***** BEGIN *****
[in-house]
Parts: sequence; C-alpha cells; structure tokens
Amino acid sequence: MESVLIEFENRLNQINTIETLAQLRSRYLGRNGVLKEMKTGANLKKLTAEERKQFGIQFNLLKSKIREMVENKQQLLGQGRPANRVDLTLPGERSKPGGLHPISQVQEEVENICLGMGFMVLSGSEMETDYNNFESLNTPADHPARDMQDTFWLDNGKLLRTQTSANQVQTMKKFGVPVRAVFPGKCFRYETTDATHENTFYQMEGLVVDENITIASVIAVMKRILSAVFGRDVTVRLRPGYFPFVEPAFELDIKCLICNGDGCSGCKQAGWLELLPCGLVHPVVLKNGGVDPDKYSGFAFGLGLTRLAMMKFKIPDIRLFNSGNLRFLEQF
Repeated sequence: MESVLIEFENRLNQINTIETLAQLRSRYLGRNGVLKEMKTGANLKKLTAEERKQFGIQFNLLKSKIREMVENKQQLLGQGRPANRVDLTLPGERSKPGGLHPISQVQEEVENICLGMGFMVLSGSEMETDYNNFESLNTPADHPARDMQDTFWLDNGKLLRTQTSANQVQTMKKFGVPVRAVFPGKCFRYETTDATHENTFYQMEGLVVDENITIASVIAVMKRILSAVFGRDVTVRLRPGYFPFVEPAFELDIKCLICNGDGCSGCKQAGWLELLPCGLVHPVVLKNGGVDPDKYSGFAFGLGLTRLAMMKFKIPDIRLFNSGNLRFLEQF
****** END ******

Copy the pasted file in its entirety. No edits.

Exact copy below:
[in-house]
Parts: sequence; C-alpha cells; structure tokens
Amino acid sequence: MESVLIEFENRLNQINTIETLAQLRSRYLGRNGVLKEMKTGANLKKLTAEERKQFGIQFNLLKSKIREMVENKQQLLGQGRPANRVDLTLPGERSKPGGLHPISQVQEEVENICLGMGFMVLSGSEMETDYNNFESLNTPADHPARDMQDTFWLDNGKLLRTQTSANQVQTMKKFGVPVRAVFPGKCFRYETTDATHENTFYQMEGLVVDENITIASVIAVMKRILSAVFGRDVTVRLRPGYFPFVEPAFELDIKCLICNGDGCSGCKQAGWLELLPCGLVHPVVLKNGGVDPDKYSGFAFGLGLTRLAMMKFKIPDIRLFNSGNLRFLEQF
Repeated sequence: MESVLIEFENRLNQINTIETLAQLRSRYLGRNGVLKEMKTGANLKKLTAEERKQFGIQFNLLKSKIREMVENKQQLLGQGRPANRVDLTLPGERSKPGGLHPISQVQEEVENICLGMGFMVLSGSEMETDYNNFESLNTPADHPARDMQDTFWLDNGKLLRTQTSANQVQTMKKFGVPVRAVFPGKCFRYETTDATHENTFYQMEGLVVDENITIASVIAVMKRILSAVFGRDVTVRLRPGYFPFVEPAFELDIKCLICNGDGCSGCKQAGWLELLPCGLVHPVVLKNGGVDPDKYSGFAFGLGLTRLAMMKFKIPDIRLFNSGNLRFLEQF